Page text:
Tomato & Feta Cracker

IMG_8254Looking for a quick, healthy snack? Adding vegetables to your snacks does not have to be hard. Here is a simple idea… tomato and feta cheese on a cracker! Take your crackers to work, school, or when you’re on the go!


  • 5-6 Multigrain crackers (I used Triscuits)
  • 1 tomato sliced thin
  • 2 tbsp. Low-fat feta cheese
  • Italian herbs or oregano
  • Olive oil or pepper to taste


1. Slice some tomatoes and place them in your container, then cover with plastic wrap. Crumble some feta into a pile in your container and sprinkle with dried oregano or Italian herbs. Pack your crispbread separately. When you get hungry, top your crispbread with tomato, feta and herbs, and drizzle with your stashed olive oil and freshly ground pepper.



Adding Flavor With Herbs

Herbs do not only contain vitamins and minerals, the oils in most herbs have antioxidant, anti-inflammatory, and anti-bacterial properties that can deliver disease-fighting health benefits as well. Growing an herb garden is an easy way to access fresh herbs all year-round.

Thyme: Contains generous amounts of Vitamin C, can be used in soups and stews, and can add flavor to foods including meats, roasted chicken, fish, mushrooms, onions, potatoes, tomatoes, and winter vegetables.

Basil: Offers a range of flavors and aromas from lemon and mint to licorice. Sweet basil pairs well with Parmesan, ricotta, and mozzarella cheeses, tomatoes, pasta, eggs, garlic, and poached fish.

Tarragon: Delivers a sweet licorice-like flavor. Tarragon can be used in green salads and goes well with eggs, chicken, fish, goat, and ricotta cheeses as well as citrus, tomatoes, parsley and vinegar.

Rosemary: Pairs well with fava and white beans, roasted meats and potatoes. This herb should be added early in the cooking process.

Mint: Pairs well with dark chocolate, cream-based dessert, lamb, cucumbers, young potatoes, carrots or peas, fruits and teas.

Chives: Pair well with eggs, cheddar and ricotta cheeses, and root vegetables (especially potatoes). Use them fresh, not cooked to maintain color and flavor.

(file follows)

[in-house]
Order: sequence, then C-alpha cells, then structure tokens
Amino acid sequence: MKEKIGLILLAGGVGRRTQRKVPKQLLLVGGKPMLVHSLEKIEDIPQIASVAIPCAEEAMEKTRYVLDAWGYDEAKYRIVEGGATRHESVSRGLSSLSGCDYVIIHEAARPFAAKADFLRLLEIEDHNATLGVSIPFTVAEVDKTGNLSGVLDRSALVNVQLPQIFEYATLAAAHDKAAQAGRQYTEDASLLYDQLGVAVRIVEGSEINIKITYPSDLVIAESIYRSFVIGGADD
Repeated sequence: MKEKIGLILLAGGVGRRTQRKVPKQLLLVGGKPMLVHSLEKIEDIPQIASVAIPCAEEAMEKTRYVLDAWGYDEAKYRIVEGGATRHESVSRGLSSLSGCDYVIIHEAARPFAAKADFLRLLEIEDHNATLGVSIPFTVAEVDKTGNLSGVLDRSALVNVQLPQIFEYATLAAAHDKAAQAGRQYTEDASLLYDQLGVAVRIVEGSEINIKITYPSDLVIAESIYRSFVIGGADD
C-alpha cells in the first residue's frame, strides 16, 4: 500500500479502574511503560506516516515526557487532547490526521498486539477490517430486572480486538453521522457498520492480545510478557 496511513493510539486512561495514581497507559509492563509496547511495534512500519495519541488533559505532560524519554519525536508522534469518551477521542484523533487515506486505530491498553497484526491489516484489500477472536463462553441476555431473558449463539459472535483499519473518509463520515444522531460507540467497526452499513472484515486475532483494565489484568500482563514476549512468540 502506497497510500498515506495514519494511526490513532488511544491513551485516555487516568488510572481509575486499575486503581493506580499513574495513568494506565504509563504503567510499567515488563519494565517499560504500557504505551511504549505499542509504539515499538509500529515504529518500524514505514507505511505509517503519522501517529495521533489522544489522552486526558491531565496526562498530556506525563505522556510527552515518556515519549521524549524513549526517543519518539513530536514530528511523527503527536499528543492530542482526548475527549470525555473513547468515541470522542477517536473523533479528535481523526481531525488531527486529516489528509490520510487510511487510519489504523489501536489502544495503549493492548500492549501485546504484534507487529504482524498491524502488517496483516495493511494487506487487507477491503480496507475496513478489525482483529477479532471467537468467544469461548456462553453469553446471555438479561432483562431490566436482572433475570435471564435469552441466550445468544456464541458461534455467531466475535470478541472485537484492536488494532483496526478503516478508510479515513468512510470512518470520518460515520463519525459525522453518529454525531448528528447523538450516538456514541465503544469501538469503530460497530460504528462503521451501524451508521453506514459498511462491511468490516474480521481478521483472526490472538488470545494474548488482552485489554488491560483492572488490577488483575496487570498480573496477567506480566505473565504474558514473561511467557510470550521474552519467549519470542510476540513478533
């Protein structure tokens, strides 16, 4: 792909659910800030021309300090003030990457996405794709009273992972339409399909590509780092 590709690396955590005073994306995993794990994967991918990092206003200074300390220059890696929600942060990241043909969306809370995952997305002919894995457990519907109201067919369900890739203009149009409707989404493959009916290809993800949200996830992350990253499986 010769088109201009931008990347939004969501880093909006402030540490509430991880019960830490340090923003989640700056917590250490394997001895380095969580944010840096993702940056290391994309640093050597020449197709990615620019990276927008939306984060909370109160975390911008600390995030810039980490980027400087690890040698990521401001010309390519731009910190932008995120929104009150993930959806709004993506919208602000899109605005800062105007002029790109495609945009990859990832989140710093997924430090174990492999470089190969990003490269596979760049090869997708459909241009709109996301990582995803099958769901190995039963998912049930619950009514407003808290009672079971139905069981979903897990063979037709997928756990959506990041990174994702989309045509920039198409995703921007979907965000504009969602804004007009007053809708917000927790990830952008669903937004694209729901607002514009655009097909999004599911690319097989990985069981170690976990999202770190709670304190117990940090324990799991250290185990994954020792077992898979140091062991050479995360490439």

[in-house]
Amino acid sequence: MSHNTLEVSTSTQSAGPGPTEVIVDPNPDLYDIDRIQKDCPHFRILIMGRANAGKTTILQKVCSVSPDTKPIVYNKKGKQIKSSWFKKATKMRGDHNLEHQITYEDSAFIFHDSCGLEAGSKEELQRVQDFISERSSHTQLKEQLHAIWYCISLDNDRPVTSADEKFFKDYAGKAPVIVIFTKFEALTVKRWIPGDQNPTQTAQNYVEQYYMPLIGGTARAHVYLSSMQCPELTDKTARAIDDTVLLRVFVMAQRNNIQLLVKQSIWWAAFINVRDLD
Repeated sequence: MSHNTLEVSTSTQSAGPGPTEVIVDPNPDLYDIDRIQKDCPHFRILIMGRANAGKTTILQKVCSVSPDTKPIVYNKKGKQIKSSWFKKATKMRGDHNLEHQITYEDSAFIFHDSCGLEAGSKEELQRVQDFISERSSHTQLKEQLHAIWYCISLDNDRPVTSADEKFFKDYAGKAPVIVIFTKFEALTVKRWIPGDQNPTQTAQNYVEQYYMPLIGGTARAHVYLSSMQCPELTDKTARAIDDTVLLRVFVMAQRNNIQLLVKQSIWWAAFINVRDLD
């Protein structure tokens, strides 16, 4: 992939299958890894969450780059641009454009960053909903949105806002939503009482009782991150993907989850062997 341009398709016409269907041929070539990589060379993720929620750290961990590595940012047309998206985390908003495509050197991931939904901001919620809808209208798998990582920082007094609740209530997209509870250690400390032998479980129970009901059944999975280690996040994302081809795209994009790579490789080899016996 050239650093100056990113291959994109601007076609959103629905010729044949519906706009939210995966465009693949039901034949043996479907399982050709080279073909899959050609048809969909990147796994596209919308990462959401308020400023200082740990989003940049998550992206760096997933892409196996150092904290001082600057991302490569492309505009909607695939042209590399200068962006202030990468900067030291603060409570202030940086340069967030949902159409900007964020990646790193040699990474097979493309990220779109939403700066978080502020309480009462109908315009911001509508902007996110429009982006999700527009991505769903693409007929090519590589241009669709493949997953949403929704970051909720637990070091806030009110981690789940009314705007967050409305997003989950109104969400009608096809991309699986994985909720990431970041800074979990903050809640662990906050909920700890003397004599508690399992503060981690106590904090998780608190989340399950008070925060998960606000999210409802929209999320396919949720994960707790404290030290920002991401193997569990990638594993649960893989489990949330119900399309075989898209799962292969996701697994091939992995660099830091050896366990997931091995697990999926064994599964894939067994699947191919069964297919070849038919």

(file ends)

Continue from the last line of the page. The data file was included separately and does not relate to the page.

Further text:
Cilantro: Pairs well with chili peppers in salsas and curries. Commonly used in Thai, Indian, and Mexican cuisine.

Sage: Pairs well with rich and roasted poultry and meat dishes, onions, pasta and beans.

Parsley: 1 tbsp. of parsley delivers more than 50% of recommended vitamin K for adults. Pairs well with lemon and garlic, fish and soups.

Dill: Delivers a good amount of beta-carotene. Dill is a main ingredient in pickles and pairs well with cucumbers, eggs, potatoes and fish.

Food & Nutrition Magazine. July/August 2015

Boost Your Metabolism

By eating these foods you can boost your metabolism naturally:

  • Egg whites
  • Lean meat
  • Water
  • Chili peppers
  • Coffee
  • Tea
  • Milk
  • Whole grains
  • Lentils
  • Nuts and seeds
  • Herbs and spices
  • Non-starchy vegetables


Photo credit:

Simple Healing Foods

Remedies straight from the kitchen!


1. Banana

2. Raisins

3. Yogurt

4. Apricots

5. Tuna

6. Ginger tea

7. Basil

8. Pear

9. Buckwheat Honey

10. Cabbage

11. Turkey

12. Figs

13. Orange Juice

14. Garlic

15. Chamomile Tea

16. Potatoes


Find out why these foods help heal stress, stomach aches, and headaches!

The Salty Six

Our bodies need sodium to help maintain water and mineral balances and blood volume, but too much can have negative effects on your health. Experts recommend that adults consume less than 2,300 milligrams of sodium daily—that’s about 1 teaspoon of salt. Learn how excess sodium in the following foods can increase your risk for heart disease and stroke.

Breads and rolls:  These are some foods that you eat several times a day– but watch out because eating a lot can add up the sodium content you are consuming. Always check labels and aim for the lower-sodium varieties whenever possible!

Cold cuts and cured meats: One 2 oz. serving or 6 thin slices of deli meat can contain as much as half of your days worth of recommended dietary sodium.